US$450m Salvator Mundi Reported to Be Kept on Saudi Prince’s Superyacht

There are many questions surrounding the world’s most expensive painting, Leonardo da Vinci’s Salvator Mundi, after it was sold for a record-smashing US$450m at Christie’s New York salesroom in 2017. It has aroused doubts regarding its authenticity, and then its whereabouts after it was reportedly missing in the past two years. The painting is now believed to be kept in an unlikely place – Saudi Prince’s superyacht.

Salvator Mundi on view in Hong Kong before the sale

The painting was hammered down for a record-setting US$400m at Christie's New York in 2017

Another Saudi prince was said to have bought the artwork on Crown Prince Mohammed’s behalf at a 2017 Christie’s auction, the New York Times reported previously. The painting was planned to be displayed at The Louvre Abu Dhabi last September but it never showed up as the exhibition was infinitely delayed. It is believed the owners were put off by experts who have attributed the work to Da Vinci’s workshop, which would massively decrease its value.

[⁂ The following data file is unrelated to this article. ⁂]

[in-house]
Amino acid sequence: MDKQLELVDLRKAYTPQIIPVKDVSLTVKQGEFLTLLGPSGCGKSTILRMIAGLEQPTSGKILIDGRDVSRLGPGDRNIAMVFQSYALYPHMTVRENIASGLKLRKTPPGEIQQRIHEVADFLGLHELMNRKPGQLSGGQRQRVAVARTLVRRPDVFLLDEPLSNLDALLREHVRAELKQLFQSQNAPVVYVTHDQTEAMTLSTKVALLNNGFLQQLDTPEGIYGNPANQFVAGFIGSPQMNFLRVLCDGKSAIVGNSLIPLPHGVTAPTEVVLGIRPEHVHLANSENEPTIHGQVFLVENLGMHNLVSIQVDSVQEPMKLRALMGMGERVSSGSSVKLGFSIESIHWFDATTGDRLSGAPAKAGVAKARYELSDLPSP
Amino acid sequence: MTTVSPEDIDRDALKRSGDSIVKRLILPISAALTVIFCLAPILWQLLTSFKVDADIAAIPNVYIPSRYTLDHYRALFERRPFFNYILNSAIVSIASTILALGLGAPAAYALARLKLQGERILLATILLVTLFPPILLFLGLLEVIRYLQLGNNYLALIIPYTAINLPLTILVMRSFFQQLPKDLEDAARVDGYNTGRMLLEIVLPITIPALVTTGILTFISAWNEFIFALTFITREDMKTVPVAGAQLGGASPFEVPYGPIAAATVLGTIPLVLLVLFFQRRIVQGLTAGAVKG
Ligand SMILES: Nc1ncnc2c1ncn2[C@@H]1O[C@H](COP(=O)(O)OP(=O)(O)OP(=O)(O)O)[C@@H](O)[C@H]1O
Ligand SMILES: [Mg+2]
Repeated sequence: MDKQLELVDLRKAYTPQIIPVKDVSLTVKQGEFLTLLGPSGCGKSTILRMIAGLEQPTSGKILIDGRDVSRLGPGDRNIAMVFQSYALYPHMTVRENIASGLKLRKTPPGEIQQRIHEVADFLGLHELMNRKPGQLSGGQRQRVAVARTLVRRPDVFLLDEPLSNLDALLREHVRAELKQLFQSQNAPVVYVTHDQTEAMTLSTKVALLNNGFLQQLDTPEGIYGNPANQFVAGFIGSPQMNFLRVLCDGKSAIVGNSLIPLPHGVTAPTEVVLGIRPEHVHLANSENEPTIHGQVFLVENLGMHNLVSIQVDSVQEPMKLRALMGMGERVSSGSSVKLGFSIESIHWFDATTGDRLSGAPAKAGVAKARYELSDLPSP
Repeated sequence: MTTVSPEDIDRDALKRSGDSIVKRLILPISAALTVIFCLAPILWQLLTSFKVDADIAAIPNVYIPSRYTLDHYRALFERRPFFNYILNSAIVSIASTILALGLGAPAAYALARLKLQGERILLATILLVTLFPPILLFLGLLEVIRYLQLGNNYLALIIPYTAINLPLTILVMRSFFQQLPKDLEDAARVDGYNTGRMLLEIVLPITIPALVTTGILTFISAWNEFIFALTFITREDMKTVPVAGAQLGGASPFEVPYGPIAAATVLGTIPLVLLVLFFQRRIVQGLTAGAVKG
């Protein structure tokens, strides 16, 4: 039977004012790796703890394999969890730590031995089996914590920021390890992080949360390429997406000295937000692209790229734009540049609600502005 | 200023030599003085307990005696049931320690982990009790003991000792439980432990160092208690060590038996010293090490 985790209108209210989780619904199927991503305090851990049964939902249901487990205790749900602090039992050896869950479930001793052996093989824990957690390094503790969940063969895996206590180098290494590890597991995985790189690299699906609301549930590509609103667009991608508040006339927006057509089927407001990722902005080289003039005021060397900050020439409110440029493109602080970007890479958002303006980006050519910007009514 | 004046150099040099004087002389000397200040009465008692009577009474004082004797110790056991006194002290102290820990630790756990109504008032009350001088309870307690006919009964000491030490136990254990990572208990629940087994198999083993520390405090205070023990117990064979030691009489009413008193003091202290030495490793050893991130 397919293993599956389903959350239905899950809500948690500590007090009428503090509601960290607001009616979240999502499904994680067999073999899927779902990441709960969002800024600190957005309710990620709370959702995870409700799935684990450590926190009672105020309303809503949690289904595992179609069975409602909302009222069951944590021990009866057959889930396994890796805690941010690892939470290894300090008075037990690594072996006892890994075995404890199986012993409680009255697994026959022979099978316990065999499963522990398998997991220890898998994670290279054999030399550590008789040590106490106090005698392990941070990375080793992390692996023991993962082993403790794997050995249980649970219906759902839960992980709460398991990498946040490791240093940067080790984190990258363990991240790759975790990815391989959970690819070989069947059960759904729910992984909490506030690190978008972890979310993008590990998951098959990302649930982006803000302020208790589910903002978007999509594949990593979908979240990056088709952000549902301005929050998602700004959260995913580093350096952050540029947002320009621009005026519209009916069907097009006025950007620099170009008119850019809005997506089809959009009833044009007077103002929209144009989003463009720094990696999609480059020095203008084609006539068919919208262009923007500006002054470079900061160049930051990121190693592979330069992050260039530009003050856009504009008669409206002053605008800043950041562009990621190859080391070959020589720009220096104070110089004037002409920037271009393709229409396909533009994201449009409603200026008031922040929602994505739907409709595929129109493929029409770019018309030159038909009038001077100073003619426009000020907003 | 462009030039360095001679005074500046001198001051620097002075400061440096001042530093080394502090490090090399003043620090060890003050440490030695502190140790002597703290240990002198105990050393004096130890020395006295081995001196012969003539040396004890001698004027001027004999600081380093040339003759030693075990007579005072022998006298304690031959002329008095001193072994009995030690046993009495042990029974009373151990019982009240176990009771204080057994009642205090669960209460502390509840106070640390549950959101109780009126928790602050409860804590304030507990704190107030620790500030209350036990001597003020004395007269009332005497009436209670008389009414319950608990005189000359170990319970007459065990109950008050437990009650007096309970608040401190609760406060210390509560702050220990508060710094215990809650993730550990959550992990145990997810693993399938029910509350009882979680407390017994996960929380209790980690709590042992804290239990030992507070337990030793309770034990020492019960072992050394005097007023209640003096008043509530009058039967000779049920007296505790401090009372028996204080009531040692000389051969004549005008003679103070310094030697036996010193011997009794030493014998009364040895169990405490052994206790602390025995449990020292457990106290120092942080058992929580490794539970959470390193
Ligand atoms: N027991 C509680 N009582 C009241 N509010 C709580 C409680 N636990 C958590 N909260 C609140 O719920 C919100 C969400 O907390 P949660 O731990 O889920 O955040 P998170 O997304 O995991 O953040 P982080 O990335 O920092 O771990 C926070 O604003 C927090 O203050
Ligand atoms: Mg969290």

Saudi Crown Prince Mohammed Bin Salman owns the superyacht Serene

According to artnet report citing two “principals involved in the transaction” that it didn’t identify, Salvator Mundi is being kept on superyacht Serene owned by Saudi Crown Prince Mohammed Bin Salman. The work was whisked away in the middle of the night on MBS’s plane and relocated to his yacht, the Serene. Salvator Mundi will remain aboard the 134-metre Serene until the Saudis create a planned cultural hub in the Kingdom’s Al-Ula region, Artnet said.

The yacht’s location as of May 26 was in the Red Sea off Sharm el-Sheikh, an Egyptian resort town on the Sinai Peninsula, according to Bloomberg ship tracking data.

The authenticity of the painting has been a source of controversy and Louvre's experts view is also shared by some other specialists in the field. A recent article published on Guardian reports that Carmen Bambach from Metropolitan Museum of Art saying she was wrongly referenced in Christie’s catalogue as attributing the painting to the artist alone.